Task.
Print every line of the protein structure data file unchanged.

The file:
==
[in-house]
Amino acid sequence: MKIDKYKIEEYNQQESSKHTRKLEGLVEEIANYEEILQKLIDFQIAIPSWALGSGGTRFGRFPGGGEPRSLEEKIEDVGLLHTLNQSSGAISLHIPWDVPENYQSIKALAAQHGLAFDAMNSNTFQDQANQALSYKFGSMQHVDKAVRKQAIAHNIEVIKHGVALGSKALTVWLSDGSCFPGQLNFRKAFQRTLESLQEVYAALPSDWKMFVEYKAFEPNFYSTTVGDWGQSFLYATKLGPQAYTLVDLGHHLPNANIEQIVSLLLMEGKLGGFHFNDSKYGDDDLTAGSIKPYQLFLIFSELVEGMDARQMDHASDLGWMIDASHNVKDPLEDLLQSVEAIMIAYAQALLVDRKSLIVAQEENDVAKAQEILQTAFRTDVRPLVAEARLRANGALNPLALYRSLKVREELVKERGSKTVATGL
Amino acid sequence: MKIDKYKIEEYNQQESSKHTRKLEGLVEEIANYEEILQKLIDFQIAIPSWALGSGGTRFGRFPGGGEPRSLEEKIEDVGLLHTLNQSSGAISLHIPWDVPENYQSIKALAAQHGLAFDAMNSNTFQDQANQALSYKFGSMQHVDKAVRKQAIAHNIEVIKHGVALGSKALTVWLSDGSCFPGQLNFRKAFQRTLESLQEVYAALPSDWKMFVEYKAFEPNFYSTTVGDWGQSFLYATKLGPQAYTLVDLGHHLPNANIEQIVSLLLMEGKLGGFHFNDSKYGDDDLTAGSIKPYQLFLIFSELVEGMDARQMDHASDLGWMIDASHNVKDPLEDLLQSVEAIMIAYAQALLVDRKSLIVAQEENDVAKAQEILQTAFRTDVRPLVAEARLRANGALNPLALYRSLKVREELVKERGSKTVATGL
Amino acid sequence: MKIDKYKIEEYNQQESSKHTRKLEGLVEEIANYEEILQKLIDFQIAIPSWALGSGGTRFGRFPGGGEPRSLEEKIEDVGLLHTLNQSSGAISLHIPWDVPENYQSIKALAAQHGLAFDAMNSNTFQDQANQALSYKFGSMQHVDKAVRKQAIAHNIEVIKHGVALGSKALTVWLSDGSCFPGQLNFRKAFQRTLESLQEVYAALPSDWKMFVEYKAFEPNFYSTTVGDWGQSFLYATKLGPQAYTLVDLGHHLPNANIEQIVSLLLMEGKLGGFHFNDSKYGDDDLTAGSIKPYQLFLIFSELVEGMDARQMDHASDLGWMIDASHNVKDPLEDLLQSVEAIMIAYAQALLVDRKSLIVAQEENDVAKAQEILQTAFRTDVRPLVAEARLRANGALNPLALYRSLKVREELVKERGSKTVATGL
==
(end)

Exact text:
[in-house]
Amino acid sequence: MKIDKYKIEEYNQQESSKHTRKLEGLVEEIANYEEILQKLIDFQIAIPSWALGSGGTRFGRFPGGGEPRSLEEKIEDVGLLHTLNQSSGAISLHIPWDVPENYQSIKALAAQHGLAFDAMNSNTFQDQANQALSYKFGSMQHVDKAVRKQAIAHNIEVIKHGVALGSKALTVWLSDGSCFPGQLNFRKAFQRTLESLQEVYAALPSDWKMFVEYKAFEPNFYSTTVGDWGQSFLYATKLGPQAYTLVDLGHHLPNANIEQIVSLLLMEGKLGGFHFNDSKYGDDDLTAGSIKPYQLFLIFSELVEGMDARQMDHASDLGWMIDASHNVKDPLEDLLQSVEAIMIAYAQALLVDRKSLIVAQEENDVAKAQEILQTAFRTDVRPLVAEARLRANGALNPLALYRSLKVREELVKERGSKTVATGL
Amino acid sequence: MKIDKYKIEEYNQQESSKHTRKLEGLVEEIANYEEILQKLIDFQIAIPSWALGSGGTRFGRFPGGGEPRSLEEKIEDVGLLHTLNQSSGAISLHIPWDVPENYQSIKALAAQHGLAFDAMNSNTFQDQANQALSYKFGSMQHVDKAVRKQAIAHNIEVIKHGVALGSKALTVWLSDGSCFPGQLNFRKAFQRTLESLQEVYAALPSDWKMFVEYKAFEPNFYSTTVGDWGQSFLYATKLGPQAYTLVDLGHHLPNANIEQIVSLLLMEGKLGGFHFNDSKYGDDDLTAGSIKPYQLFLIFSELVEGMDARQMDHASDLGWMIDASHNVKDPLEDLLQSVEAIMIAYAQALLVDRKSLIVAQEENDVAKAQEILQTAFRTDVRPLVAEARLRANGALNPLALYRSLKVREELVKERGSKTVATGL
Amino acid sequence: MKIDKYKIEEYNQQESSKHTRKLEGLVEEIANYEEILQKLIDFQIAIPSWALGSGGTRFGRFPGGGEPRSLEEKIEDVGLLHTLNQSSGAISLHIPWDVPENYQSIKALAAQHGLAFDAMNSNTFQDQANQALSYKFGSMQHVDKAVRKQAIAHNIEVIKHGVALGSKALTVWLSDGSCFPGQLNFRKAFQRTLESLQEVYAALPSDWKMFVEYKAFEPNFYSTTVGDWGQSFLYATKLGPQAYTLVDLGHHLPNANIEQIVSLLLMEGKLGGFHFNDSKYGDDDLTAGSIKPYQLFLIFSELVEGMDARQMDHASDLGWMIDASHNVKDPLEDLLQSVEAIMIAYAQALLVDRKSLIVAQEENDVAKAQEILQTAFRTDVRPLVAEARLRANGALNPLALYRSLKVREELVKERGSKTVATGL